We featured the Rylo in our 2019 Summer Buyer’s Guide as one of the best action cameras. “Rylo’s dual-lens camera shoots video in 360 degrees, so you get everything,” our tester wrote. After you're done shooting, the easy-to-use app lets to choose the best footage for your clip.
Technical Backpacks to Help Get Your Kids Outside
Built for big boys and girls (8 to 12 years old), the Tarn Hydro is a straightforward daypack with a wide opening to the main compartment and a comfy padded back panel with an air-flow channel. The stretchy mesh side pockets are great for items your kids want to access easily or an extra bottle if they want more water than the built-in, 1.5-liter HydraPak reservoir can fit.
The 40-liter Icarus is designed for overnight or quick weekend trips into the backcountry, and it comes loaded with the same features your favorite adult packs have: a hydration sleeve, a trekking-pole attachment, a rain cover, a separate slot for a sleeping bag, and an exterior stash pocket. The VersaFit suspension system has four inches of adjustment, so the Icarus can grow with your child.
This Deuter pack is for when you introduce your children to technical pursuits, like ski touring and rock climbing. It has 22 liters of room in a top-loading compartment, with space for a hydration bladder, but is also outfitted with ice-ax straps, D rings, and gear loops for lashing rope, trekking poles, or whatever they need for the day.
A pack made for fast-and-light adventures on a bike, the Moki is a small 1.5 liters, just enough for a layer and some snacks. But it also comes with a dedicated hydration sleeve—with its own quick-zip access—and an attachment strap for a blinking light, so it’s easy for your child to be visible and safe.
This hauler's 55-liter capacity can hold a few days’ worth of gear (up to 45 pounds), but don’t go overboard: you don’t want to weigh down your child too much on their first multi-night backpacking trip. The Optifit suspension can be lengthened as your kid grows, while multiple exterior pockets and top and side access to the main compartment make organization easy. Pack judiciously.
CamelBak built a kid’s version of its most popular mountain-bike pack for the littlest of shredders. The Mini Mule comes with a 1.5-liter hydration bladder, just under a liter of gear space, and a mesh harness that vents so junior isn’t left with sweat stains under the shoulder straps.
Outside’s senior gear editor, Will Egensteiner, loved this travel bag so much, he wrote an ode to it this past winter. “If I’m going anywhere for four days or less, it’s all that I bring,” he wrote. His favorite feature was the removable laptop pack that makes organizing electronics a breeze.
The Crux Active is a do-it-all short that you can wear running, hiking, or during sessions at the gym. The shorts use the same fabric as Cotopaxi's Quito Active Tank, which we thought was “buttery soft.” Bonus points for the zippered stash pocket which allows you to store a few EDC essentials during your workout.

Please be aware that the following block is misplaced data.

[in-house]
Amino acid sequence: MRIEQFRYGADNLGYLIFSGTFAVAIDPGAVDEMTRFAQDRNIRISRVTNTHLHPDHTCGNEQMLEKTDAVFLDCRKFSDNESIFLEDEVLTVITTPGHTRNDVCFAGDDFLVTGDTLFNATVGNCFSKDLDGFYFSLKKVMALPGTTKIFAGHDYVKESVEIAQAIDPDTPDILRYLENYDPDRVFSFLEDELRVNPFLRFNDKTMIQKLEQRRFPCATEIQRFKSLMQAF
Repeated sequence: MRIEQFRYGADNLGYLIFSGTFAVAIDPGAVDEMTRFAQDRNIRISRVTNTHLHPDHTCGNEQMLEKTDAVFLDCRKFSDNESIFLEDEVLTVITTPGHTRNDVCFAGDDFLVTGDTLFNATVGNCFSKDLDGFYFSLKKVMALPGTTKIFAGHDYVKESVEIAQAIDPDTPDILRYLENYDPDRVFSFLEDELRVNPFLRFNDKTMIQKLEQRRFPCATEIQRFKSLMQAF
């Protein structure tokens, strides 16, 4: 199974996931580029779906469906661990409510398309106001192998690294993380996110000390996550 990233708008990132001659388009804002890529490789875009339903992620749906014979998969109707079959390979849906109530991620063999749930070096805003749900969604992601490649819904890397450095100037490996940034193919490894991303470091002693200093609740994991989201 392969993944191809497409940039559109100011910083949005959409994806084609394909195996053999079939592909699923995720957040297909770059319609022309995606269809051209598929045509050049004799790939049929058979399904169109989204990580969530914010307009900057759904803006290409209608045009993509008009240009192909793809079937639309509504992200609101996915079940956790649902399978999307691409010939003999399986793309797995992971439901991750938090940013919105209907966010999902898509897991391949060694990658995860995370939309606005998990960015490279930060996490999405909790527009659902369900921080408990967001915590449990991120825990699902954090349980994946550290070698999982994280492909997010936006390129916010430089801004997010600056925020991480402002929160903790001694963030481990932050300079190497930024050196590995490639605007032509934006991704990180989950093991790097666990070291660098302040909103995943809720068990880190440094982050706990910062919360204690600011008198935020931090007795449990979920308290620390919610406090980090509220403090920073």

The Damaya Lattice was one of our favorite water shoes in our 2019 Summer Buyer’s Guide. The sandal has a molded, microfiber-lined EVA footbed and midsole that keeps your feet happy all day. Plus, the washable, quick-drying upper repels some water and lets the rest evaporate.
Written by Outside columnist Brad Stulberg and running coach Steve Magness, The Passion Paradox shows readers how they can find and cultivate their passion and avoid its dangers. In researching the book, Stulberg wrote: “I learned that nearly everything people think about passion is wrong.”
This jacket was our favorite alpine shell in our 2019 Summer Buyer's Guide. The hand pockets didn't interfere with a harness, and the fabric is stretchy, durable, and weather resistant. “It’s not breathable enough for running, but the details that make it ideal for climbing work just as well for getting to the crag on a bike or on foot,” our testers wrote.
The best part about this shell is a set of zippers from arm to hem that allows it to vent like a poncho. Last winter, we evaluated over 100 men’s and women’s jackets to find the best ones for outdoor sports. While the Hemispheres wasn’t our top choice in the test, it still stood out as a high-quality backcountry hardshell.
For long days on a bike, this is the helmet you want. When we reviewed it back in 2015, our tester Aaron Gulley wrote: “The Z1 has 31 gaping vents, breathes better than André Greipel in a sprint, and kept us cool on even the muggiest afternoons.”
Named as one of the best pieces of climbing gear in our 2019 Summer Buyer’s Guide, the Petzl GriGri is an excellent addition to anyone’s climbing kit. The latest version of this auto-locking belay device accommodates a wide range of rope widths.
This superlight jacket is filled with the company’s brand-new PlumaFill insulation, made of hydrophobic polyester fibers that mimic the structure of down—gossamer tendrils radiating from a central spine. Rather than being blown into baffles like other synthetic down, the PlumaFill is tacked between sheets of ten-denier nylon fabric in long strands, so it won’t shift and create cold spots.
The Performance Better Sweater is the perfect mid layer for cold-weather pursuits. The side panels are stretchy for extra mobility and the back hem is lower for better protection against the elements. We loved this hoodie so much, it was our favorite hoodie in 2018.
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